Climate Propaganda from the Australian Academy of Science

The Australia Academy of Science has recently published a Q&A about human-induced global warming titled The science of climate change.  Their press release is here.  Examples from around the blogosphere:

There are numerous examples of why that global warming-climate change report is nothing but propaganda. One is the following nonsensical discussion and images:

Using climate models, it is possible to separate the effects of the natural and human-induced influences on climate. Models can successfully reproduce the observed warming over the last 150 years when both natural and human influences are included, but not when natural influences act alone139 (Figure 3.5). This is both an important test of the climate models against observations and also a demonstration that recent observed global warming results largely from human rather than natural influences on climate.

Figure 3.5 from Australia Academy of Science Report

Their Figure 3.5

Note:  Their reference 139 is Chapter 10 of the IPCC’s 5th Assessment Report.

The Australia Academy of Science fails to mention that climate models do not, cannot, simulate naturally occurring ocean-atmosphere processes that contribute to and suppress long-term global warming…like the Atlantic Multidecadal Oscillation and El Niño and La Niña events. We know that climate models can’t simulate those processes because one of the lead authors of a few IPCC reports told us so back in 2007.  Of course, I’m referring to Kevin Trenberth’s blog post Predictions of Climate at Nature.com.  (I’ve archived a copy here…just in case the inconvenient original disappears.)  We discussed Trenberth’s blog post recently in Seven Years Ago, An IPCC Lead Author Exposed Critical Weaknesses of the IPCC Foretelling Tools.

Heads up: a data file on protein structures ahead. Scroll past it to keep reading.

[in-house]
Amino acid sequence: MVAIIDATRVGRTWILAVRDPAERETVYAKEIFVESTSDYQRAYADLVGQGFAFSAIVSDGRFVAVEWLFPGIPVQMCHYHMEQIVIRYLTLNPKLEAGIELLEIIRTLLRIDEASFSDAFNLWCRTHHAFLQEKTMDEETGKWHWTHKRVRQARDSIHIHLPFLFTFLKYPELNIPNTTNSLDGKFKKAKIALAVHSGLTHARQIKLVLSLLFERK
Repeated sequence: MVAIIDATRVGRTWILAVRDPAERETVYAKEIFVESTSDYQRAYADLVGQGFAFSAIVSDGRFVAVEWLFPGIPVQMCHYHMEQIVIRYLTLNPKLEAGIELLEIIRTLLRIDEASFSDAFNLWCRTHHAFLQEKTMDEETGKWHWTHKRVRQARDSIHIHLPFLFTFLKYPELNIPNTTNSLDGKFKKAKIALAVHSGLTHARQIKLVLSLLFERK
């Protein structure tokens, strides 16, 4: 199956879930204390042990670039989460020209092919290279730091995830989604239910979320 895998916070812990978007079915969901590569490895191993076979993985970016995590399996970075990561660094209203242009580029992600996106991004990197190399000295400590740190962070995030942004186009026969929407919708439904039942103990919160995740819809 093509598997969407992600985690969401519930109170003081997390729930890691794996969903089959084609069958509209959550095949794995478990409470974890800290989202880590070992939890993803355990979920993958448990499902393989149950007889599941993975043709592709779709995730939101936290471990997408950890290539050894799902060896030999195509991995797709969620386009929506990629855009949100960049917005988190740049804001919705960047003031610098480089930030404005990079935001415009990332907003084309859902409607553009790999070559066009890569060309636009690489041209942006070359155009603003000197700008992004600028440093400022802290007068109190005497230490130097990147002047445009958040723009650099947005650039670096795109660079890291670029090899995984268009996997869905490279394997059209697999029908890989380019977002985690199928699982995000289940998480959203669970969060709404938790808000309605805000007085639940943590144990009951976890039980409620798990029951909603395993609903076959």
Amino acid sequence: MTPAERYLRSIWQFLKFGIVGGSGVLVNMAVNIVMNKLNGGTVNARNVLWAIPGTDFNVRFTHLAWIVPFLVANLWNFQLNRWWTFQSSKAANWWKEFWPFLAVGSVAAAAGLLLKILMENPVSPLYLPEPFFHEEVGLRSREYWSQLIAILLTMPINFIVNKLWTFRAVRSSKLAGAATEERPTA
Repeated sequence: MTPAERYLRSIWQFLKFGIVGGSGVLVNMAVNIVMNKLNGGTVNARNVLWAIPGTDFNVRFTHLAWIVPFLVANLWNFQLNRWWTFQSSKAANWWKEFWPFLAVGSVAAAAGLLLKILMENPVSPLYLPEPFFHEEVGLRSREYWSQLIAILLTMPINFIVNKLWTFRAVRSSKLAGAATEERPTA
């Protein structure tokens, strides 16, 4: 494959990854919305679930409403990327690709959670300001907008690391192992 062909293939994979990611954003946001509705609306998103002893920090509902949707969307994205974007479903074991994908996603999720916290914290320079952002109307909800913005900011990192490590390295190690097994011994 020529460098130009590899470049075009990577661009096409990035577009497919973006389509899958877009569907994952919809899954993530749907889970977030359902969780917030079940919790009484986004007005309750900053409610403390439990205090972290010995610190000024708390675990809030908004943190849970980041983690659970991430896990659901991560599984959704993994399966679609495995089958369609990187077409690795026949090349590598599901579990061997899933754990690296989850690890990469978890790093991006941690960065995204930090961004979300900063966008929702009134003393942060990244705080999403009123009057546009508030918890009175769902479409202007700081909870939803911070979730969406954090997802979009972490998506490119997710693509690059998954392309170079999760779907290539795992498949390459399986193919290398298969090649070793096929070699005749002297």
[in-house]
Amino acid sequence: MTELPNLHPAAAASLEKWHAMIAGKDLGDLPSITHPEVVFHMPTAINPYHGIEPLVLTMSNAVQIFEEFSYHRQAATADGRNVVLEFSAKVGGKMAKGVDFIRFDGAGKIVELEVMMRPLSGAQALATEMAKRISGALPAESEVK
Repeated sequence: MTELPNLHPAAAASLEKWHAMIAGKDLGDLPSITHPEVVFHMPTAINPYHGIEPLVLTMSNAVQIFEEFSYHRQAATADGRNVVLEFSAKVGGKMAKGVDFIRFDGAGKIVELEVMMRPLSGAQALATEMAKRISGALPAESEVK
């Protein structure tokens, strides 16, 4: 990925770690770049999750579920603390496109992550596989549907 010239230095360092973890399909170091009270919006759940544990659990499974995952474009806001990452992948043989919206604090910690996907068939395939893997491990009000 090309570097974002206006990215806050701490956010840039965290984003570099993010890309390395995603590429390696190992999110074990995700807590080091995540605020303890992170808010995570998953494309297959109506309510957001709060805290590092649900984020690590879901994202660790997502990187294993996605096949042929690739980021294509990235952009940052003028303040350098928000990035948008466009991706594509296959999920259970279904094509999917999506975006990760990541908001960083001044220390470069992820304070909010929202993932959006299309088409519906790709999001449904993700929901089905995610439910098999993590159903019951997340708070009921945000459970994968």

The caption for the Australia Academy of Science’s Figure 3.5 reads:

Figure 3.5: Climate models can correctly replicate recent warming only if they include human influences. Comparison of observed changes (black lines) in global temperatures (°C) over land (left) and land plus ocean (right) with model projections including both natural plus human influences (red lines) and natural influences only (blue lines). Shadings around model results indicate 5-95% confidence bands139. Adapted from IPCC (2013)79, Fifth Assessment Report, Working Group 1, Figure 10.21.

“Correctly replicate”?  Apparently the Australia Academy of Science has a very low threshold for their use of the word “correctly”.  We illustrated and discussed how poorly CMIP5-archived climate models simulate surface temperatures in the posts:

And for sea surface temperatures, see the posts:

I’m sure you can find other examples of propaganda in the Australia Academy of Science recent report on global warming and climate change.

[Thank to blogger Neville for the heads-up.]

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About Bob Tisdale

Research interest: the long-term aftereffects of El Niño and La Nina events on global sea surface temperature and ocean heat content. Author of the ebook Who Turned on the Heat? and regular contributor at WattsUpWithThat.
This entry was posted in Alarmism, CAGW Proponent Arguments, Climate Model Failings. Bookmark the permalink.

4 Responses to Climate Propaganda from the Australian Academy of Science